Oil lobby confronts image problem in Arctic drilling

Oil lobby confronts image problem in Arctic drilling
The oil industry has identified public perception as one of the top issues it faces as it seeks to drill in the Arctic Ocean.
American Petroleum Institute (API) officials said that throughout the world in places like Canada and Russia, oil drillers have a century of experience operating in Arctic conditions, and they are not worried about their ability to drill north of Alaska.
But convincing the public of those qualifications is proving a challenge.
“We need to secure public confidence,” Richard Ranger, a senior advisor at API who oversees Arctic drilling policy for the group, told reporters Friday.
“There’s obviously a significant debate, and we recognize the fact that the idea that we can operate safely and have operated safely in the Arctic is as not broadly realized across the public as we think it should be,” he said.
As oil producers eye the largest untapped hydrocarbon resource in the world, where the federal government estimates up to 36 billion barrels of oil and 137 trillion cubic feet of natural gas sit, it’s important the industry gets its ducks in a row.
Royal Dutch Shell is preparing to drill exploratory wells in northwest of Alaska in the Chukchi Sea this summer, though other companies like ConocoPhillips Co. and Statoil hold leases there as well, and more lease sales are likely in the coming years.
The industry is trying to explain to the public that it is safe and that environmental damage is rare, but it’s a difficult task, Ranger said.
“Our challenge as an industry and as people who work in the industry is, it’s too easy for us to default to technical arguments, and people’s eyes simply glaze over,” he said.
It doesn’t help the industry that news travels so fast and happens at all hours of the day, making relatively small spills into national news.
“There’s a network of information transfer, which means we operate in a fishbowl,” Ranger lamented.
The Obama administration approved Shell’s drilling plan in May, eliciting widespread condemnation from environmentalists who say drilling in the harsh, delicate Arctic is nearly impossible to do safely.
“Once again, our government has rushed to approve risky and ill-conceived exploration in one of the most remote and important places on Earth,” Susan Murray, deputy vice president for the Pacific at the group Oceana, said at the time.
“No company deserves a license to despoil our last pristine ocean and spew massive amounts of carbon pollution into our atmosphere,” said Franz Matzner, director of the Natural Resources Defense Council’s Beyond Oil initiative.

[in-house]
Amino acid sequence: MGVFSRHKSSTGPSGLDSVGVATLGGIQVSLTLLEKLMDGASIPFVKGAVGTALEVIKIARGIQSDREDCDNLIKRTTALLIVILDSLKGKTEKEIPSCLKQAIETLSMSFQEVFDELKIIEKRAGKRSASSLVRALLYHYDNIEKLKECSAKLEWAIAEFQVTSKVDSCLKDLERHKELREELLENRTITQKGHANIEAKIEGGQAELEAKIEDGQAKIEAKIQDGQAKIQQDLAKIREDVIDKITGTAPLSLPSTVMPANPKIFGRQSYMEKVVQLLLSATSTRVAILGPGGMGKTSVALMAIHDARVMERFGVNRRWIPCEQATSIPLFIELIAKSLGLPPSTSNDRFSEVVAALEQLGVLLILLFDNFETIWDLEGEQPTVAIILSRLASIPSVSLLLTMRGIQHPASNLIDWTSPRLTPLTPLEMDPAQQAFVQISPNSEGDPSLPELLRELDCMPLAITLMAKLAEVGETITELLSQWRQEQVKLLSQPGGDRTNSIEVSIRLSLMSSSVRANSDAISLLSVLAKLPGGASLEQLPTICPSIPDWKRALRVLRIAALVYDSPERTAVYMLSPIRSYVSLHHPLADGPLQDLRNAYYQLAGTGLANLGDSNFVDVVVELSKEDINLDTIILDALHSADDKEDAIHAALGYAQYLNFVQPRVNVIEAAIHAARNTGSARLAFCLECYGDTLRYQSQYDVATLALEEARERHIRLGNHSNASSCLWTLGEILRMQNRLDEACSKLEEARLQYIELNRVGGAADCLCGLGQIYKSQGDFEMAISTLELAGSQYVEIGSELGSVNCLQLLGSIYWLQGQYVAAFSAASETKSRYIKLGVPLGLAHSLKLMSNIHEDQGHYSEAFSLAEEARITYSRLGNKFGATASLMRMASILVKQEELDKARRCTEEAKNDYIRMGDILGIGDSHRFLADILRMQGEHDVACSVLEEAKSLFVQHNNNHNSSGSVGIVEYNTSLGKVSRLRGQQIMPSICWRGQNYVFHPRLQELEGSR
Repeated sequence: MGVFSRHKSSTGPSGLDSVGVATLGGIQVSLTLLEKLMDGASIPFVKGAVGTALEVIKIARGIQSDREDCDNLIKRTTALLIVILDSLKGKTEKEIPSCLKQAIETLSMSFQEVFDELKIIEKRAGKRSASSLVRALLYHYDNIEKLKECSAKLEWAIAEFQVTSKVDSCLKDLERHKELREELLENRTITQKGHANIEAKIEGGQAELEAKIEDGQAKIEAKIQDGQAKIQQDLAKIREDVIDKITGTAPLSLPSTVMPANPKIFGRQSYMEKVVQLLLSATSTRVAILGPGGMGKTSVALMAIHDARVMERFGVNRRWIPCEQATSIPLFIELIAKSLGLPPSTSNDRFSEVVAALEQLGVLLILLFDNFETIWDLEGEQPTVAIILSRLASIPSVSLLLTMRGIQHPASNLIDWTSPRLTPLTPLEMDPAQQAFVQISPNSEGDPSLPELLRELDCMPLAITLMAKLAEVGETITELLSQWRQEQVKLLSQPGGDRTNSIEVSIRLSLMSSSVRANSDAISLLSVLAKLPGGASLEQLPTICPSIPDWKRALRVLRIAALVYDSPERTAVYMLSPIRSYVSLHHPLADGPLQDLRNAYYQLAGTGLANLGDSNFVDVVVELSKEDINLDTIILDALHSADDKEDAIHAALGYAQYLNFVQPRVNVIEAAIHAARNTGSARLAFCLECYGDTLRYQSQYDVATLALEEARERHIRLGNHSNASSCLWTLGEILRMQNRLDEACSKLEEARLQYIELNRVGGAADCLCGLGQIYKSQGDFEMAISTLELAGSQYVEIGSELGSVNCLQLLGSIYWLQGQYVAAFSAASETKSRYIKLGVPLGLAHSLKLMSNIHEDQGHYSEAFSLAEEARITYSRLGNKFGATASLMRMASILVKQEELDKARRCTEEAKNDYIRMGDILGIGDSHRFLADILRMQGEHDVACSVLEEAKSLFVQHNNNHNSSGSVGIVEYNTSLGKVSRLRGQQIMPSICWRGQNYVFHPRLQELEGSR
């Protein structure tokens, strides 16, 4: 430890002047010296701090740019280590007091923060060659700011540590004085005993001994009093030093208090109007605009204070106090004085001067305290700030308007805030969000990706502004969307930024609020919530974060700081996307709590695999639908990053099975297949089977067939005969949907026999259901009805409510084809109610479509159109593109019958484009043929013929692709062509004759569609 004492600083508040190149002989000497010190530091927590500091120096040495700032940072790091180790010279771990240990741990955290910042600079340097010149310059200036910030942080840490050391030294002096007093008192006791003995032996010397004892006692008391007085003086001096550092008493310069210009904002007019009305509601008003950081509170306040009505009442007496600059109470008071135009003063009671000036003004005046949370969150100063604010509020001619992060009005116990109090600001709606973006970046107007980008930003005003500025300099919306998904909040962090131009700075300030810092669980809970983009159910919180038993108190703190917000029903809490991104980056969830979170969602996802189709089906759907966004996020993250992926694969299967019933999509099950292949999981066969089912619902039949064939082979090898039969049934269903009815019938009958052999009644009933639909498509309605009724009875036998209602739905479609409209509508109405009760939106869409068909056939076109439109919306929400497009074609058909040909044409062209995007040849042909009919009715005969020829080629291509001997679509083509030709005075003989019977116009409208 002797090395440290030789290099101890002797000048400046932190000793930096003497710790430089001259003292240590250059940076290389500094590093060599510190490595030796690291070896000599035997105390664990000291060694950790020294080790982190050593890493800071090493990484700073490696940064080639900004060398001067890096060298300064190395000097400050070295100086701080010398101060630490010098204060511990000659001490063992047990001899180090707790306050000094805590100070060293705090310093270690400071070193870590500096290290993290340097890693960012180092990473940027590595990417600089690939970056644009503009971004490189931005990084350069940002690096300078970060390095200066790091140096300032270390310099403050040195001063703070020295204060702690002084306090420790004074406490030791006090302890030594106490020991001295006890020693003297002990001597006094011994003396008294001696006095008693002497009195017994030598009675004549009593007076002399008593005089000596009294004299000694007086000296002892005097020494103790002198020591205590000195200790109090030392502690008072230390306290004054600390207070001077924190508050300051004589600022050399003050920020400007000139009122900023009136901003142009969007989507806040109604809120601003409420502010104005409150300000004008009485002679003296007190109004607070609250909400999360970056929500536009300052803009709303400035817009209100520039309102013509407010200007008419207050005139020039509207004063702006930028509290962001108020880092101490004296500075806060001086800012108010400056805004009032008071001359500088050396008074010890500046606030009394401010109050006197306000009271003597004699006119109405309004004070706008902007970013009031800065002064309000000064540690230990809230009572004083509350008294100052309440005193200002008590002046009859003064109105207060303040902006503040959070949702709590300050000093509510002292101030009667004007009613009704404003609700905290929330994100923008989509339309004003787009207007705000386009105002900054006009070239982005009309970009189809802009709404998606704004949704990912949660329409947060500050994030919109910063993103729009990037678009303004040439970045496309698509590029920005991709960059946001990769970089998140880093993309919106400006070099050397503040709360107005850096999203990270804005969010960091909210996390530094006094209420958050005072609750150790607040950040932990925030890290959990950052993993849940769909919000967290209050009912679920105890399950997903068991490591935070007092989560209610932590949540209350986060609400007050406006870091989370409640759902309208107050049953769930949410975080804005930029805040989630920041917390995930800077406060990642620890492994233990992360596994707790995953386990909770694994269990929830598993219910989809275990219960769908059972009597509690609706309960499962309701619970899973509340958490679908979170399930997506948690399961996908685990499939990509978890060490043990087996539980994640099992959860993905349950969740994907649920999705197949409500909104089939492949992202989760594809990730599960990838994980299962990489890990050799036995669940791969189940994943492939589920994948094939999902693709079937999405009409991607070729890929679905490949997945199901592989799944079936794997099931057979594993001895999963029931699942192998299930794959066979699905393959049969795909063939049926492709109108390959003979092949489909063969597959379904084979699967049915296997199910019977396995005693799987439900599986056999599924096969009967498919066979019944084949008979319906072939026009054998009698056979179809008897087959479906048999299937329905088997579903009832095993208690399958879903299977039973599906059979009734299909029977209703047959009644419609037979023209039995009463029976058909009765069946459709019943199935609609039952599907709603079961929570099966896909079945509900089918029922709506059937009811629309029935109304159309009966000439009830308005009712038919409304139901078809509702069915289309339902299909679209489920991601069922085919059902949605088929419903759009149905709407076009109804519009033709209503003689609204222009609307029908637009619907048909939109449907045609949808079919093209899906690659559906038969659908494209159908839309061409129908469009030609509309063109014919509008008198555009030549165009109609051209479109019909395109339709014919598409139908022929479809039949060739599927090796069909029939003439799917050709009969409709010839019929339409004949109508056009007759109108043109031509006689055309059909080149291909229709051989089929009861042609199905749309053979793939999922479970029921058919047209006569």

API believes a focus on educating the public and policymakers is the key to gaining support for Arctic drilling.
“We’ve had experience, in North America, drilling those types of wells with success,” API Upstream Director Erik Milito said, pointing to successful projects in Canada.
Shell’s abortive 2012 drilling quest, for which it received tongue lashings from various federal agencies after its drilling rig ran aground on an island, is driving much of the opposition, but the industry is pushing back.
API officials refused to get into the details of Shell’s operations, but they said it’s no reason to doubt the industry’s safety and qualifications.
“When you have an incident, you don’t stop. You move forward,” Milito said. He cited the 2010 Deepwater Horizon spill at a BP well in the Gulf of Mexico as an example, saying the industry has improved since.
“You just keep moving, and through the course of moving and being allowed to continue to operate, you build the confidence back up. Fortunately, whatever’s happened in the past couple of years in Alaska hasn’t resulted in any kind of environmental damage,” he said.
“Whatever happened up there, I hope everybody’s learned from it,” Milito continued. “I think if the public sees that we’ve learned from our mistakes and we’re making improvements on them, that’s how we get the confidence.”
And Ranger defended Shell’s drilling, saying the grounding incident wasn’t related to the drilling operation itself.
“The drilling activities proceeded safely and have been acknowledged as such,” he said.